Still no news from Exec Lead – they did say ‘next week’ so I’m still displaying acre loads of patience.  I had a day in Cheltenham yesterday mentoring two head teachers and really love it.  It is, however, very tiring.  For a two hour slot you have to be on your guard, careful of what you say.  C equated it to being a counsellor – and I guess it is v much the same sort of thing.

imageOther news includes that I have written to a number of folk suggesting that I may not be a bad author to sign up.  One book is already published and has 30 five-star reviews.  The other has been selected by Amazon for e-publication and has an in-place potential readership of at least 3,300 (the number of folk who visited my KS page).  And, yes it’s true, I have the outline plot for the third book in my head.  I can’t tell you how excited I am with that!
And finally, after a few days of not very much but some excruciating English footy, the news is that C and I are off to Istanbul.  I think we both had a down couple of days and Jen suggested that we go away.  We haven’t had a holiday…okay, so I won’t finish that sentence.  So for £500 including everything door-to-door (without spending money), we’re off to Istanbul on Friday for four nights.  Our 3-star hotel has a pool on its roof (well it looked like a pool) and we have an itinerary sorted.  Serendipitously as I pressed ‘book’ on my machIne, BBC 2 threw up Michael Portillo on a railway journey, where most of his programme was based in, you’ve guessed it, Istanbul.  How bizarre!  Anyhow, we’re really looking forward to getting away, having some time to ourselves and seeing the sights.  Of course Istanbul is overdue both an earthquake on a biblical scale and a major terrorist attack.  And, if you all vote to leave, we’re not coming back.  So it might be an eventful few days.
Good luck at the booth tomorrow.  And remember, if our pensions take a hit and the EU collapses and we end up in a war with Russia, then I’ll be after those of you who voted to leave.  But don’t let that influence you…

Drop me a line…

I have to say that my hour with Year 8 on Friday at Wells talking about Creative Writing was the highlight of the past four days. What a scream! It went along the lines of ‘any idiot can write a story – look at me’, combined with ‘Creative Writing – the clue’s in the title’. My writing is certainly creative, if you consider some of my sentence construction – which are often original and hardly textbook. It was fun.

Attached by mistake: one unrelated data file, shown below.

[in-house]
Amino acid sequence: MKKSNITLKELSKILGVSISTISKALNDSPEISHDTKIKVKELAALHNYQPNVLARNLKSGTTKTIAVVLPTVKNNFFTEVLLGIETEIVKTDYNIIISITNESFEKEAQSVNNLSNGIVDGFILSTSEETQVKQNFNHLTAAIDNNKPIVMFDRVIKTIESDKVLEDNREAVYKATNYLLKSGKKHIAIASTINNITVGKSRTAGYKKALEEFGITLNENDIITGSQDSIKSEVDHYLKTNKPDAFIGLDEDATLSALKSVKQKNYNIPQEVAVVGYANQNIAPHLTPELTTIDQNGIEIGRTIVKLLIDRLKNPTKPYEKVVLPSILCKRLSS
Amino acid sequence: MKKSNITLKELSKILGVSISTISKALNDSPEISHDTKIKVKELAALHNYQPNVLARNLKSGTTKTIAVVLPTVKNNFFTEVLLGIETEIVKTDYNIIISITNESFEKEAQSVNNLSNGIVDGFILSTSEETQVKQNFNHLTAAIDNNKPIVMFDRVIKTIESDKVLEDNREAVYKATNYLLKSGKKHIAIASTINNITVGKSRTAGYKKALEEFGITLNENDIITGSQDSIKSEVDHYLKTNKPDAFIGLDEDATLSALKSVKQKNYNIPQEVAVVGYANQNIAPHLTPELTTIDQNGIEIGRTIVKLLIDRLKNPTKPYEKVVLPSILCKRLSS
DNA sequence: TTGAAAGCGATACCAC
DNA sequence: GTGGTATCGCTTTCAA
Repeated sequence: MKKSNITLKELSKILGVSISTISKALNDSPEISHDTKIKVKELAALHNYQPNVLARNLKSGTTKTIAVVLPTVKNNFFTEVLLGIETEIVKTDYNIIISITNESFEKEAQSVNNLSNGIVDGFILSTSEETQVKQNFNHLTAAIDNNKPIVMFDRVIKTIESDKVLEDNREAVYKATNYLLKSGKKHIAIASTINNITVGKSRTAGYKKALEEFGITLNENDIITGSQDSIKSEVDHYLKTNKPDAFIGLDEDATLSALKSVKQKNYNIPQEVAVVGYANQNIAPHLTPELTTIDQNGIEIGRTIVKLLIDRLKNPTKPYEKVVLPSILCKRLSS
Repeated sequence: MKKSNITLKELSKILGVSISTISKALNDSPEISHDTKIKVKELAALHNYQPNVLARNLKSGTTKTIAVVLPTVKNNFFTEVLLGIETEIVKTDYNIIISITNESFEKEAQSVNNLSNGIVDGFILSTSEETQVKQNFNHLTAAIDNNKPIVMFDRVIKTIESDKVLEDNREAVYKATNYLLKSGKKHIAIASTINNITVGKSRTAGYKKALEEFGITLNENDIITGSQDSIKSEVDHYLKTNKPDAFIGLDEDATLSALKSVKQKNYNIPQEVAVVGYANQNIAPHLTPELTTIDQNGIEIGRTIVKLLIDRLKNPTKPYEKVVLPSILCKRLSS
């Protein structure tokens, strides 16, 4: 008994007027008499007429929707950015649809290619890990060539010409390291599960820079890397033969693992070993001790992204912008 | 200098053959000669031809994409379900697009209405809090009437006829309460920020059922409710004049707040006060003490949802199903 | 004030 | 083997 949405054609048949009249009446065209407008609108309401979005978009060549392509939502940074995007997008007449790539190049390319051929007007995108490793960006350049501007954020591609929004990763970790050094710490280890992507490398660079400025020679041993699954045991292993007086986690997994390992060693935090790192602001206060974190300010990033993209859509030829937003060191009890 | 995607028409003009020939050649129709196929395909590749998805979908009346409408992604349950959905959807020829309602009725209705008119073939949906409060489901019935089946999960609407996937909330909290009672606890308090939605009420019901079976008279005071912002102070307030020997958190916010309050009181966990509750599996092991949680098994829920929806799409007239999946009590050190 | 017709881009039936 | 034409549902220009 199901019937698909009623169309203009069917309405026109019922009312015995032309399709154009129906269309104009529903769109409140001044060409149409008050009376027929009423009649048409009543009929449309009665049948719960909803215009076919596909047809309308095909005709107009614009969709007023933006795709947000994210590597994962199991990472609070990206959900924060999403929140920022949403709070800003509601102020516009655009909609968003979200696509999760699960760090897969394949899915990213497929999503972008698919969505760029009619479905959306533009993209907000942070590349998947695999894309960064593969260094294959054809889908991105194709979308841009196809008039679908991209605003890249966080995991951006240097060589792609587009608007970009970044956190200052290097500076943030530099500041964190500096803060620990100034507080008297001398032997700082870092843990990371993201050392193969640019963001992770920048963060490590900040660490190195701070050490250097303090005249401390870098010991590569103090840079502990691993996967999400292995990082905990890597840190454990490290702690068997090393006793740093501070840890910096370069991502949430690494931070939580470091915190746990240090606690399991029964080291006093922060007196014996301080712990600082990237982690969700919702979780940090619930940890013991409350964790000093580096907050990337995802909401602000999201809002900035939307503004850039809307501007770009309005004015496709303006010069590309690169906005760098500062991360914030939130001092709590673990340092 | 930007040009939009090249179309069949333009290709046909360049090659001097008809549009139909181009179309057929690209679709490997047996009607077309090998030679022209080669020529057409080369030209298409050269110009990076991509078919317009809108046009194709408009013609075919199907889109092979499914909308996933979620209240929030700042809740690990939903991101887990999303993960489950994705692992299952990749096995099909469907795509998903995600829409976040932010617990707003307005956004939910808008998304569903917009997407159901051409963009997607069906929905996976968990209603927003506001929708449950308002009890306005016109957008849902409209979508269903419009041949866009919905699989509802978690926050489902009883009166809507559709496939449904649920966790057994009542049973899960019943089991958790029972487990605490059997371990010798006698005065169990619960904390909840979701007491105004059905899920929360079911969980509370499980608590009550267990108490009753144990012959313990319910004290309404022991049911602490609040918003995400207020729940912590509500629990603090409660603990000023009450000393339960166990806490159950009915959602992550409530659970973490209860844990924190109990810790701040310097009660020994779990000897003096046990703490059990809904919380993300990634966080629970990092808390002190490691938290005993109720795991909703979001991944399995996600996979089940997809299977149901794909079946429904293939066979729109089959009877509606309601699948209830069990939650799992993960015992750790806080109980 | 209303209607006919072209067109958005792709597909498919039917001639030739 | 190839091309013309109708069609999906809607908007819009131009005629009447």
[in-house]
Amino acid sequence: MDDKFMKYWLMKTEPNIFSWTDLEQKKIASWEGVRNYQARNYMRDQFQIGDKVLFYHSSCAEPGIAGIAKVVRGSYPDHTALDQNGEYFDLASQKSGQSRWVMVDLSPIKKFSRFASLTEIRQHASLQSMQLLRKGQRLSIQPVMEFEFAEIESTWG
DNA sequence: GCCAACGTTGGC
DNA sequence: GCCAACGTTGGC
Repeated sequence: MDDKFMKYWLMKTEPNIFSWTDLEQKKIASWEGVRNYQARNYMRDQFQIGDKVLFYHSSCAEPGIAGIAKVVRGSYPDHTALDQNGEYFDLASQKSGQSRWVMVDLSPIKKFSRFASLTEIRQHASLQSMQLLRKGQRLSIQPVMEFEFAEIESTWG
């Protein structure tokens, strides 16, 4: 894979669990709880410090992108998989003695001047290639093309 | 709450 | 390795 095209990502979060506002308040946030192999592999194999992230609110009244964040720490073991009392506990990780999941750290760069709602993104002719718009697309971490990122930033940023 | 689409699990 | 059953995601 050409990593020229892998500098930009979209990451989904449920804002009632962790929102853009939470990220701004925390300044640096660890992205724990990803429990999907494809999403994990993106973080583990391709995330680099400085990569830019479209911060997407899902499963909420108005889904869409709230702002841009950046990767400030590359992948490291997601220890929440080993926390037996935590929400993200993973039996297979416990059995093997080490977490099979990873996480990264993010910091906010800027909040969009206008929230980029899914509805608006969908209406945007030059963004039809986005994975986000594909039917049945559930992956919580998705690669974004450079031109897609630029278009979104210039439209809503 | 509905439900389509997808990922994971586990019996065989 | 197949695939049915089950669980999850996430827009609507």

I also did some mentoring whilst I was down there and I am still waiting for Executive Lead to get back to me after Tuesday’s interview. Having waited for 10 days for Kindle Scout to come back, I am now a self-proclaimed expert in hanging about for good or bad news. I’d really like the opportunity to work with state school academy heads during their training, but will absolutely understand if I’m not the man they want. We’ll see.

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Today we did a carboot. I’m sure there’s a better verb than ‘did’? Maybe ‘to carboot’ has already made it into the British vernacular. I can tell you now, it certainly has made it into the Eastern European dictionary. They were everywhere. Don’t get me wrong. In the monumental week where our politicians are asking us to vote on something which, frankly, I don’t think we should be asked to vote on, I’m not nailing my colours to the mast with that statement. In case you need any nudging, I am wholly European and dead against the 50% of you reading this who feel that nationalism has a higher priority than collectivism. I could go on forever describing my views, but I’ll just stick with a single sentence: the world is a more dangerous and unstable place today than it was during the height of the Cold War; our leaving the EU will inevitably undermine that organisation, and may even be the catalyst that breaks it apart – do we really want that on our conscience? And if you want another 50 reasons as to why we should stay, drop me a line…

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Anyhow, the carboot was great. We had a low hurdle of £50 profit and took home £60, so that was a good thing? And we were back at Doris in time for lunch and medals! Hurrah!

We’re helping Jen tomorrow and on Tuesday I’ve got a full day of mentoring up in Cheltenham. From Wednesday we’ve ring-fenced three weeks to be on our own (pretty much). We think we’re going to climb Scafell and spend some time up-north, coming back via my parents. During that time I should hear from Exec Lead, and whilst FtF is being edited by someone in the US, l’m going to start some of my own marketing. For completeness the latest copy of the FtF trailer is here: FtF trailer

Have a great week.